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Diseases of Excessive Bone Growth

author image Martin Hughes
Martin Hughes is a chiropractic physician, health writer and the co-owner of a website devoted to natural footgear. He writes about health, fitness, diet and lifestyle. Hughes earned his Bachelor of Science in kinesiology at the University of Waterloo and his doctoral degree from Western States Chiropractic College in Portland, Ore.
Diseases of Excessive Bone Growth
There are several diseases that cause excessive bone growth. Photo Credit x-ray image by Claudio Calcagno from Fotolia.com

There are several diseases that cause excessive bone growth. According to Ohio State University Medical Center or OSUMC, bone is a living tissue that helps shape and support a person's body and protects numerous organs, and because bone functions are often complex, there are many disorders or diseases that can manifest in a person's bones. Some diseases cause excessive bone growth that can affect a person's quality of life and lead to more serious complications.


Acromegaly is a disease associated with excessive bone growth. According to the National Institute of Diabetes and Digestive and Kidney Diseases--a division of the National Institutes of Health--acromegaly is a hormonal disorder caused by excessive growth hormone in the body. In a person with acromegaly, the pituitary--an endocrine gland situated at the brain's base--generates abnormal amounts of growth hormone, often due to benign pituitary tumors or adenomas. The NIDDK states that one of the most common symptoms associated with acromegaly is the abnormal growth of a person's hands and feet, and that, over time, there are bone changes in a person's face, such that his jaw protrudes, his nasal bone gets bigger and his teeth space out. Other common symptoms associated with acromegaly include joint pain, headaches and impaired vision, among many others. If adenomas cause increased growth hormone during childhood, the disease is known as gigantism instead of acromegaly.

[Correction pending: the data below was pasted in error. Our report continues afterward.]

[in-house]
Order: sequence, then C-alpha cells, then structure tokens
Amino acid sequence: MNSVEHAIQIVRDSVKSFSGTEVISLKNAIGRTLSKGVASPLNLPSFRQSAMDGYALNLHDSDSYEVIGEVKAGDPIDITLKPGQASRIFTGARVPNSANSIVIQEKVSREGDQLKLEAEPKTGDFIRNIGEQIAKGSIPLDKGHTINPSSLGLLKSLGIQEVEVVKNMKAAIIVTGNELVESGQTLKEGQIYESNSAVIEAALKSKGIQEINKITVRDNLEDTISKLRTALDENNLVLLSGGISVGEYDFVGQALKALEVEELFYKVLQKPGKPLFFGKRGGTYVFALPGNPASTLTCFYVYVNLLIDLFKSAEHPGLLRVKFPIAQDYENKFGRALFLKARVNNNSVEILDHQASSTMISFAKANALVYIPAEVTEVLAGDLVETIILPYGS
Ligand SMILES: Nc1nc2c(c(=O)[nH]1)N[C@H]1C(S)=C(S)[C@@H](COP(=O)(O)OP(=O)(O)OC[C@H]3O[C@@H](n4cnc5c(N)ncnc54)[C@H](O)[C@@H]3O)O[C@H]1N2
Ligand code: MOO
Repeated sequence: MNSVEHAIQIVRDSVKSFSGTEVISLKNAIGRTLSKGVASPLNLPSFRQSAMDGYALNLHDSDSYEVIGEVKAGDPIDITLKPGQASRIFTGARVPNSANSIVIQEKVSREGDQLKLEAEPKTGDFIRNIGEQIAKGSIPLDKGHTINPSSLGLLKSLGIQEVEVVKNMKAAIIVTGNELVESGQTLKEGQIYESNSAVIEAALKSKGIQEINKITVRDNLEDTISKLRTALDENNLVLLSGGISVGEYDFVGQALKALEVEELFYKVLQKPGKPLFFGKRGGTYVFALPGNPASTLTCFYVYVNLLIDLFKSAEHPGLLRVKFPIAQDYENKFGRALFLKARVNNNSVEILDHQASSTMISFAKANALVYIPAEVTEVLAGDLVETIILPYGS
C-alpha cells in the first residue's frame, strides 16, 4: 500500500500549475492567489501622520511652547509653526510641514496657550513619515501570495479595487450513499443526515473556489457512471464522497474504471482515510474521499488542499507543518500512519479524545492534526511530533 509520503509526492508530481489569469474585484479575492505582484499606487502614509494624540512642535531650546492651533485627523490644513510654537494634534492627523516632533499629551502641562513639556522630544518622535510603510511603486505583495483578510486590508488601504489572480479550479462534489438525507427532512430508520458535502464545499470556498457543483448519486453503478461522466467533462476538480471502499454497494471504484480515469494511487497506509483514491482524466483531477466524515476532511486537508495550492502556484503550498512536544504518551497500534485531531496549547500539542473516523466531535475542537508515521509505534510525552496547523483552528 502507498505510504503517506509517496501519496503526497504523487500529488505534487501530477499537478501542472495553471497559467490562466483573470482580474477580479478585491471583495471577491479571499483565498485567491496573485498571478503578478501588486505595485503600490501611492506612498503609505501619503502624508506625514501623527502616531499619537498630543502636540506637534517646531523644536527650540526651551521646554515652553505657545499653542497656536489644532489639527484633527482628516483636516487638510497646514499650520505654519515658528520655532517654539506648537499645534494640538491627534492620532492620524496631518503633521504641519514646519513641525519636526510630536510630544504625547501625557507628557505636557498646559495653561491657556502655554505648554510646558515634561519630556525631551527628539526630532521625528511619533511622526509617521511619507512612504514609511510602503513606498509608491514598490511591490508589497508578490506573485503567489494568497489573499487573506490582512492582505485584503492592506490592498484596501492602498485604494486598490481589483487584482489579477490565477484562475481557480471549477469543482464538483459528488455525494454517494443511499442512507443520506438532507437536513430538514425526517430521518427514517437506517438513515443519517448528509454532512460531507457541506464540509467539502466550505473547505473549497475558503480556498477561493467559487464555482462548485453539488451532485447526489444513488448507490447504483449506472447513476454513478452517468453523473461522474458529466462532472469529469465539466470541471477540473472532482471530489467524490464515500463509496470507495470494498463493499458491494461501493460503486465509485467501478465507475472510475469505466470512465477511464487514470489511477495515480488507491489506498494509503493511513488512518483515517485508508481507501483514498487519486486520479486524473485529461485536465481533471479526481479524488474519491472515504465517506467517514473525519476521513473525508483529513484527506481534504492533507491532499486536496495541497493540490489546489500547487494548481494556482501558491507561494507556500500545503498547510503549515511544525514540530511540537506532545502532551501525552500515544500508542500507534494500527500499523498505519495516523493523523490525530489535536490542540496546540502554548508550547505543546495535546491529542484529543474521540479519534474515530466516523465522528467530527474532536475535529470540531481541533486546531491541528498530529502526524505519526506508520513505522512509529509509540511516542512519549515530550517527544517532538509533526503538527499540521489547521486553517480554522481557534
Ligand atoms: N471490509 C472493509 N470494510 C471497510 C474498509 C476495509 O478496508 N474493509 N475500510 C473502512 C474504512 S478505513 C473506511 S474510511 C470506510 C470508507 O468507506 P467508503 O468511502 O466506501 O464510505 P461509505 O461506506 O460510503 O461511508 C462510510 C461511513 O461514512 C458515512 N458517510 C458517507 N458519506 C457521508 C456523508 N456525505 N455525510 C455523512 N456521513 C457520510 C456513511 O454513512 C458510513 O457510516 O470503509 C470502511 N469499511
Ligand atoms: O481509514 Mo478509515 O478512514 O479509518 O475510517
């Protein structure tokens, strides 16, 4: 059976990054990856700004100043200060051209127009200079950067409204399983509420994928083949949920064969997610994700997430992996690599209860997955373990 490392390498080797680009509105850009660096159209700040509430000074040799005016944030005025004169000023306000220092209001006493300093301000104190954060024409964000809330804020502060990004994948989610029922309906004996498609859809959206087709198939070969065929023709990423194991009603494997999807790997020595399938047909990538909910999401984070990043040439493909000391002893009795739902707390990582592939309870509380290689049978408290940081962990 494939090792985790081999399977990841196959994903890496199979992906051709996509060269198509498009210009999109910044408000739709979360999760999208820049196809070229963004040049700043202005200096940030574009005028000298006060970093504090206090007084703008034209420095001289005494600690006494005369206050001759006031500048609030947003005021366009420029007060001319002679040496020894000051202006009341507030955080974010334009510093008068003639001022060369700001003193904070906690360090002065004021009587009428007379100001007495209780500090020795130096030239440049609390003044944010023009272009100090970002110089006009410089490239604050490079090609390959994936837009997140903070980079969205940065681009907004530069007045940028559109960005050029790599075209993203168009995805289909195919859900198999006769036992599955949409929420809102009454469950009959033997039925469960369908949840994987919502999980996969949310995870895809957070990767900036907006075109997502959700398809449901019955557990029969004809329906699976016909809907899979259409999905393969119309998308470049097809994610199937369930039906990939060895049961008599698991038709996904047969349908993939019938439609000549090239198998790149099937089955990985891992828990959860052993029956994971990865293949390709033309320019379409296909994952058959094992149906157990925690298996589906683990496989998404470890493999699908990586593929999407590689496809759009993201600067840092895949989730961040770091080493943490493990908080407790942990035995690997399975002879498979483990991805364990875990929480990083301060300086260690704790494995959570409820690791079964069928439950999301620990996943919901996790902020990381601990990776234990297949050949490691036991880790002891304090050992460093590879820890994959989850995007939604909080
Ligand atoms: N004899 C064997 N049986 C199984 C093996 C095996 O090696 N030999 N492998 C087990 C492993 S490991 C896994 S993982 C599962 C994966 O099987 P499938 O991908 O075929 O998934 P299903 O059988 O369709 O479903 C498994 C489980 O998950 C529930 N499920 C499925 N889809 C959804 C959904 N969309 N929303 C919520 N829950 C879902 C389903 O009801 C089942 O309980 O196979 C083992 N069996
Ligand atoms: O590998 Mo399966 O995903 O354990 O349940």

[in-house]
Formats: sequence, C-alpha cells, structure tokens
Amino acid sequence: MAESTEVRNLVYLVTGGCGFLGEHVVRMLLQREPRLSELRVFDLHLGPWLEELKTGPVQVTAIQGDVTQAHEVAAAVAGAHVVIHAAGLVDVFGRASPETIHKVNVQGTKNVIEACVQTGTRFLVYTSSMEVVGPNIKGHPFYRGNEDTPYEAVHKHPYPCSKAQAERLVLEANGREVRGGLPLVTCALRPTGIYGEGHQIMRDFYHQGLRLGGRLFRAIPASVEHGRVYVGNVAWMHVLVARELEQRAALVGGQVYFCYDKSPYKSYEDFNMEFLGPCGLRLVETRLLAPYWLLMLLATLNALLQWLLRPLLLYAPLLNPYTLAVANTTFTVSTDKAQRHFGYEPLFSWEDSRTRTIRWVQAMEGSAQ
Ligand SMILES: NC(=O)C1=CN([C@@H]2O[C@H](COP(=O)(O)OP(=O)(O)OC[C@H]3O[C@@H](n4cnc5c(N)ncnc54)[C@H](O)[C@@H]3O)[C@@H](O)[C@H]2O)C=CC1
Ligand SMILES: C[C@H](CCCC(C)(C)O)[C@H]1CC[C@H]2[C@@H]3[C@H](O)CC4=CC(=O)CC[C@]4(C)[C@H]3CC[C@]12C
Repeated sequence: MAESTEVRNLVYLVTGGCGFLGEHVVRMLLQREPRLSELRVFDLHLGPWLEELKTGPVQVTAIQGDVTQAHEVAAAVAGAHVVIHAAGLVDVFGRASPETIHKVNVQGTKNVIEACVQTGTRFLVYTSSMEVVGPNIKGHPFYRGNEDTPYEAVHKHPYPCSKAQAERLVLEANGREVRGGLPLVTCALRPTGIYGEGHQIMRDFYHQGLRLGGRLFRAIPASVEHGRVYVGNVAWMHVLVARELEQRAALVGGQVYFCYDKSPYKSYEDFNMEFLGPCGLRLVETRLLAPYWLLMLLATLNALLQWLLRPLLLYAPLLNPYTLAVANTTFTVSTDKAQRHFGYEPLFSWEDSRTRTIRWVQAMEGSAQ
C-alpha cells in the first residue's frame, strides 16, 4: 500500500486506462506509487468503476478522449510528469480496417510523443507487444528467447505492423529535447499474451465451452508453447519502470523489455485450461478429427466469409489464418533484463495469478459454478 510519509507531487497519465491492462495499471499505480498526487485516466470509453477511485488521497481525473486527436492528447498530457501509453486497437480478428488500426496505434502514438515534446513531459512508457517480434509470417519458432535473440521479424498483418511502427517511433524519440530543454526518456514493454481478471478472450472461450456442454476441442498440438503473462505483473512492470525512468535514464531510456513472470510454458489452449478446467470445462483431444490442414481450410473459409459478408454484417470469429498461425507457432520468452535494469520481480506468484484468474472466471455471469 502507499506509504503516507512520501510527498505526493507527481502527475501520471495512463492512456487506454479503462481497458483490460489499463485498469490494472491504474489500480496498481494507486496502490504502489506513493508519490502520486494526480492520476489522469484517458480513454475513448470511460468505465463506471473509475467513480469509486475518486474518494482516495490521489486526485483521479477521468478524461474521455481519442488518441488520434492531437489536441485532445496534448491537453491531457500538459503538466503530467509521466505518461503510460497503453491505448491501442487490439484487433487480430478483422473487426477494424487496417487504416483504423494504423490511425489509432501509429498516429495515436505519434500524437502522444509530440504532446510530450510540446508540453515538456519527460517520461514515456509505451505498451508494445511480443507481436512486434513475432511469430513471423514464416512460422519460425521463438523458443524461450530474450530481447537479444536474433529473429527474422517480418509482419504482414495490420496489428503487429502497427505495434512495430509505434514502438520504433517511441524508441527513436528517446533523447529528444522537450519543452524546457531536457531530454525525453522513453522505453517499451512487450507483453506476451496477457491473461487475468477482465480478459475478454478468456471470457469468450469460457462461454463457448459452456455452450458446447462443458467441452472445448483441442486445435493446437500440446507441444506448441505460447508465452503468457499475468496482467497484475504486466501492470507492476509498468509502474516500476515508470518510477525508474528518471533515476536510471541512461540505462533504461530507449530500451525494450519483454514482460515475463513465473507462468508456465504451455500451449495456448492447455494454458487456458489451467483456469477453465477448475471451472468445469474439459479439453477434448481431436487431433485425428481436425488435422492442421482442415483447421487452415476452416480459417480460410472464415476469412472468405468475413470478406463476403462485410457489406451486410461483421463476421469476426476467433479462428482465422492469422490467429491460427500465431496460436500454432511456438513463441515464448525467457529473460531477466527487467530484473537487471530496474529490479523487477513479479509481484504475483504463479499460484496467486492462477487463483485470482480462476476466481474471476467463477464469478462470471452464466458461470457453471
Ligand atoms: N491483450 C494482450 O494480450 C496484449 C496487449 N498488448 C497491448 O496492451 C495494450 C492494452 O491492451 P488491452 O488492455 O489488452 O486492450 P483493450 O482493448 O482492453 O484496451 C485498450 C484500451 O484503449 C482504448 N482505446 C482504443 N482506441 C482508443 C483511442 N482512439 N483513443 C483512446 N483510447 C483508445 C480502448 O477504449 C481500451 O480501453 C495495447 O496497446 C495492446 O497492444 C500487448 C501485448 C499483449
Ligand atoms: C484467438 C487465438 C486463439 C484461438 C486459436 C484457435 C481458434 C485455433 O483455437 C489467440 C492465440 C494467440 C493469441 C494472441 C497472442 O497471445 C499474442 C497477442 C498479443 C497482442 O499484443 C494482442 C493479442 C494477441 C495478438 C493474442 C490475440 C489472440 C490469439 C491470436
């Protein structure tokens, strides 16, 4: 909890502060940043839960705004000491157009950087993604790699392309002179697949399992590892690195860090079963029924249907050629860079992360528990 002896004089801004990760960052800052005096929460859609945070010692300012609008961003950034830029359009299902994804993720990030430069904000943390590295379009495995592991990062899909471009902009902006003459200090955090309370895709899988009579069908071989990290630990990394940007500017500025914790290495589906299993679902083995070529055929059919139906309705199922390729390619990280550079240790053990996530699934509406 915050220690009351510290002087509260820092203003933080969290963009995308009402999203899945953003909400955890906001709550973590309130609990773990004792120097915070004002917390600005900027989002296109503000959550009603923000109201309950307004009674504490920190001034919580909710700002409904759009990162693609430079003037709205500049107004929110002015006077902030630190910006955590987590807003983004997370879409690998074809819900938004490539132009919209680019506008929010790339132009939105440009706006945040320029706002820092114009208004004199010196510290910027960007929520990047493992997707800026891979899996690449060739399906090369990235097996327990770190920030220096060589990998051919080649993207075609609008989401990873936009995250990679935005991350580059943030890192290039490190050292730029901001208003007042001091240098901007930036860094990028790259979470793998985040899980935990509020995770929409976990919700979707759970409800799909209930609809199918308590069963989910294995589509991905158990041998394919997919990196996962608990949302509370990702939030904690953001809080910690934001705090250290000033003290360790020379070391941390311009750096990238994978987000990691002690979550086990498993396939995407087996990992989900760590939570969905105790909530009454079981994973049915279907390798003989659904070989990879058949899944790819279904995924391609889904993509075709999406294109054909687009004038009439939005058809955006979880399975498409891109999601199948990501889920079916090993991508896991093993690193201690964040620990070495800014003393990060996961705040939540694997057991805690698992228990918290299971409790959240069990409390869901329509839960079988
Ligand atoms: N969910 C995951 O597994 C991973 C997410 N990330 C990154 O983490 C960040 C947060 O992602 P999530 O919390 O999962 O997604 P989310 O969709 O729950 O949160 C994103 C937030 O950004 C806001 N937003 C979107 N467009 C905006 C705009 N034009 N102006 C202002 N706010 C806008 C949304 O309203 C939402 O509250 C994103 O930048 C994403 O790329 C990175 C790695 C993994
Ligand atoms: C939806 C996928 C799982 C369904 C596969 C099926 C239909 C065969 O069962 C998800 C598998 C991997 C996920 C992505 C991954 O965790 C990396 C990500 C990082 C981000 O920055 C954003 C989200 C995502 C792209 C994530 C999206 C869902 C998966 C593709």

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Paget's Disease

Paget's disease of bone, or simply Paget's disease, is a disease associated with excessive bone growth. The National Institute of Arthritis and Musculoskeletal and Skin Diseases or NIAMS--a division of the National Institutes of Health--states that Paget's disease is a chronic condition that can cause bone enlargement and misshapen bones, and that the disease is often localized, affecting only one or several bones. Although some people may be unaware that they have Paget's disease--because they do not experience symptoms--others may experience multiple symptoms or complications. Common symptoms associated with Paget's disease include pain that occurs in the affected bone or bones, headaches, hearing impairment, increased head size, bowed limbs, increased spinal curvature, hip pain and arthritis. According to the NIAMS, Paget's disease most often occurs in a person's spine, pelvis, legs or skull. Paget's disease does not spread to normal, healthy bones.


Melorheostosis is a disease associated with excessive bone growth. According to the Melorheostosis Association--a not-for-profit organization dedicated to curing melorheostosis--melorheostosis is a rare and progressive disorder that involves hyperostosis or thickening of cortical bone--the dense outer shell of most bones--and that melorheostosis is a development disorder affecting both bone and soft tissue. The Melorheostosis Association states that melorheostosis can cause significant functional impairment, along with pain, muscle, tendon and ligament contracture or shortening and limb, hand and foot deformity. According to the Medcyclopaedia website, melorheostosis is associated with the following diseases: osteopoikilosis, osteopathia striata, neurofibromatosis, tuberous sclerosis and hemangiomas. X-ray findings for melorheostosis reveal bony growth along cortical bone that resembles melted candle wax flowing down the side of a lit candle.

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